The economic benefit of wind or solar is fuel savings in the backup plants when backup plant electricity is displaced by wind or solar electricity.  The cost of fuel for a natural gas plant is about two cents per kilowatt-hour.  The difference, the seven-cent cost of generating wind or solar electricity, less the two-cent benefit for fuel saved, is a five-cent-per-kilowatt-hour subsidy for wind or solar.

Solar arrays and wind farms keep getting built even though they greatly increase the cost of electricity.   There are two reasons for this.  The first being government mandates to fight the mythical monster known as catastrophic manmade climate change.  The second is lots of free money from the government.  There exists a 30 percent Federal Tax Credit for solar and wind farms from the Business Energy Tax Credit.  The State of Massachusetts is working on massive incentives for green energy.  These State Incentives are still in the works but here is here is a list of those that are expected.

What about the environmental costs associated with these green energy arrays?  The land for large solar arrays is stripped of all trees and bushes.  How much CO2 is absorbed by all of the vegetation that once existed there?  Isn’t combating global warming supposed to be about reducing CO2?  What about all of the animals displaced and runoff into streams and rivers from the clear cut land?  Environmentalists are strangely silent on all of this.

Photo is from the Boston Globe article -Tornado strikes in Webster and Dudley, destroying dreams among its damage – Taken by Craig F. Walker/Globe staff

On Saturday, August 4th, a tornado tore through the town of Webster Massachusetts, doing extensive damage to the town’s Main Street.  Two large buildings were damaged so bad they were torn down within hours and another two large buildings were so badly damaged they will be torn down in the very near future.  It is a miracle there were no deaths and only one minor injury.

Webster Massachusetts is my home town and the town I’m living in now.  My house, which only lies 500 yards from where the edge of the tornado made its closest pass, was raked by outflow winds that were about hurricane force.  Considering the tornado was 300 yards wide, it was a near miss.  Compared to the 45 individuals whose homes were destroyed and lost everything, I was extremely fortunate.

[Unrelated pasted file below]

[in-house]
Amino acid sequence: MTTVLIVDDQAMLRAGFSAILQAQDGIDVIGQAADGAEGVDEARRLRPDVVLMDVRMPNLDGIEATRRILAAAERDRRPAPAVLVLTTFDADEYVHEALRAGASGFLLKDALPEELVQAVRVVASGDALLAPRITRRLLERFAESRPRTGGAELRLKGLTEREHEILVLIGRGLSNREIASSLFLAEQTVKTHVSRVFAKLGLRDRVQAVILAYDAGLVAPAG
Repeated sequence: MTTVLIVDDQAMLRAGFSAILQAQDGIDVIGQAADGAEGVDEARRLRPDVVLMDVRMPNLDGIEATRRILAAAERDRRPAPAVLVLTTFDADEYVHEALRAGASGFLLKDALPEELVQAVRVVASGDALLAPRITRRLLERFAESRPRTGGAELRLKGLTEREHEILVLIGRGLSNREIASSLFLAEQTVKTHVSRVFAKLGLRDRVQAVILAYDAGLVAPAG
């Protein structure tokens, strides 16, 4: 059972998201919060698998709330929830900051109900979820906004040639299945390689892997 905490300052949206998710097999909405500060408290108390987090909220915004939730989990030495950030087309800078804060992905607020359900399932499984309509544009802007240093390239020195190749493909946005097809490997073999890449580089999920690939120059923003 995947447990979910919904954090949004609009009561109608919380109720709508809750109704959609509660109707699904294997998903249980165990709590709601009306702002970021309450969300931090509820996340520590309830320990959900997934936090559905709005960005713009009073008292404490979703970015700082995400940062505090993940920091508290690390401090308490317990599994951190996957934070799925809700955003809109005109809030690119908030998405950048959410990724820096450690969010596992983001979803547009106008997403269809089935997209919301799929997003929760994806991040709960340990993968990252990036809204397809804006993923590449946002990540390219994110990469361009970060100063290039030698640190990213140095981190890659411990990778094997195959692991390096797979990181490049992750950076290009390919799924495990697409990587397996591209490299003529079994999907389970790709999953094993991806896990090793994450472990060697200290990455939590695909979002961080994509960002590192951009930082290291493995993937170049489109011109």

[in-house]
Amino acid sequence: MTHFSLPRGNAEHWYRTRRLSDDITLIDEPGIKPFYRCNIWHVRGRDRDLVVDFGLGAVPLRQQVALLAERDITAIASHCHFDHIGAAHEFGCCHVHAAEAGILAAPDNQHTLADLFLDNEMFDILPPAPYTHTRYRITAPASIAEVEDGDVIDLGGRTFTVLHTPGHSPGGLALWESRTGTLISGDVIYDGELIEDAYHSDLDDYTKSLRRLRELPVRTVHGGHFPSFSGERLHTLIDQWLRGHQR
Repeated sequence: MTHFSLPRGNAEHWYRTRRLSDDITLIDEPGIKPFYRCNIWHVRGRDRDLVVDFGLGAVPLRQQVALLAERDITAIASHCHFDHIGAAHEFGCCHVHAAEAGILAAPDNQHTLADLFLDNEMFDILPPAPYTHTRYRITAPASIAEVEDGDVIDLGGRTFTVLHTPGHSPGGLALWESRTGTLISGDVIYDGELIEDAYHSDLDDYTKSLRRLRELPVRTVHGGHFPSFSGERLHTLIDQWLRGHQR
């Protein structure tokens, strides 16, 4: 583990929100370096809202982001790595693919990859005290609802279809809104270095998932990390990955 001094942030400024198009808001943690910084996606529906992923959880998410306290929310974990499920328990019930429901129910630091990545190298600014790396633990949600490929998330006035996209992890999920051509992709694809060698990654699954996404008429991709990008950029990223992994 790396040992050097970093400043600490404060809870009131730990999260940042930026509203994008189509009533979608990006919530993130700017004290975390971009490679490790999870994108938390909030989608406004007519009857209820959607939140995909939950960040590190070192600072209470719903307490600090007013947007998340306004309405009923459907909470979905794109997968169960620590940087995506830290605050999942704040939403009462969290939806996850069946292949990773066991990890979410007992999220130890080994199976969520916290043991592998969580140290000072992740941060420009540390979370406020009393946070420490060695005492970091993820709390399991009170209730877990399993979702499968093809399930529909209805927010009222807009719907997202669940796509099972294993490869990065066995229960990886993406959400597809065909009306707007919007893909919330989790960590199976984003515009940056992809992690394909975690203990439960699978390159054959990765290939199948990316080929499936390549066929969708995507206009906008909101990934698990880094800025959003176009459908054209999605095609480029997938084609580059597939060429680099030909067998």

On August 9th, a United States congressional delegation, consisting of Senator Elizabeth Warren, Richard Neal, and Jim McGovern, held a closed door meeting with members of the town government and local emergency officials to discuss relief efforts.  After the meeting they met with the press.  The local TV stations broadcasted some of the press briefing.  In those clips the delegation did what every congressional delegation does, talk about recovery efforts and bringing in money to help rebuild.  The news broadcasts left out a large portion of what the three had to say.  I found this transcript of the full press briefing on Congressman Richard Neal’s Website.  This portion of the transcript angered me a great deal:

All three lawmakers further raised concerns about the number of tornadoes that have touched down in the state in recent years, arguing that the storms underscore the impacts of climate change.

“This is a reminder that climate change has real, tangible implications,” Warren said. “We’re watching more severe weather, we’re watching — over and over — these ‘never happened before events’ or ‘happens once every 100 years’ and now, they keep happening again and again and again. There are real costs to a changing climate.”

Warren added that such weather events are why the United States should be a leader on climate-related issues.

“This is not a time for us to turn our backs on the needs of creating a sustainable world for all of us,” she said.

It outraged me that the three of them, with Senator Warren as the chief spokesman, used the tragedy that happened in my town to push climate change.  It outraged me that our United States Senator would use this tragedy to blather on about nonsense that masquerades as scientific truth.  It took me only two Google searches and five minutes to completely discredit all of her claims.

As you can see from this National Oceanic and Atmospheric Administration link, after peaking between 1990 and 2010, the number of tornadoes nationwide has decreased.   The past few years the number of tornadoes has been low.  The projected number of tornadoes for this year, based on the number through June, will be below average.

According to data from NOAA’s Storm Prediction Center, during June, there were 166 preliminary tornado reports. This is below the 1991-2010 average of 243 for the month. Tornadoes occurred throughout the month, with almost every day experiencing at least one tornado due to upper-level lows and fronts moving through the Great Plains and Midwest. However, there were no large-scale outbreaks and no tornado-related fatalities. For the year-to-date, there have been 596 preliminary tornado reports, below the average of 818. Depending on the final confirmation rate, the January-June tornado count could be the lowest since 2002 when there were just 468 tornadoes.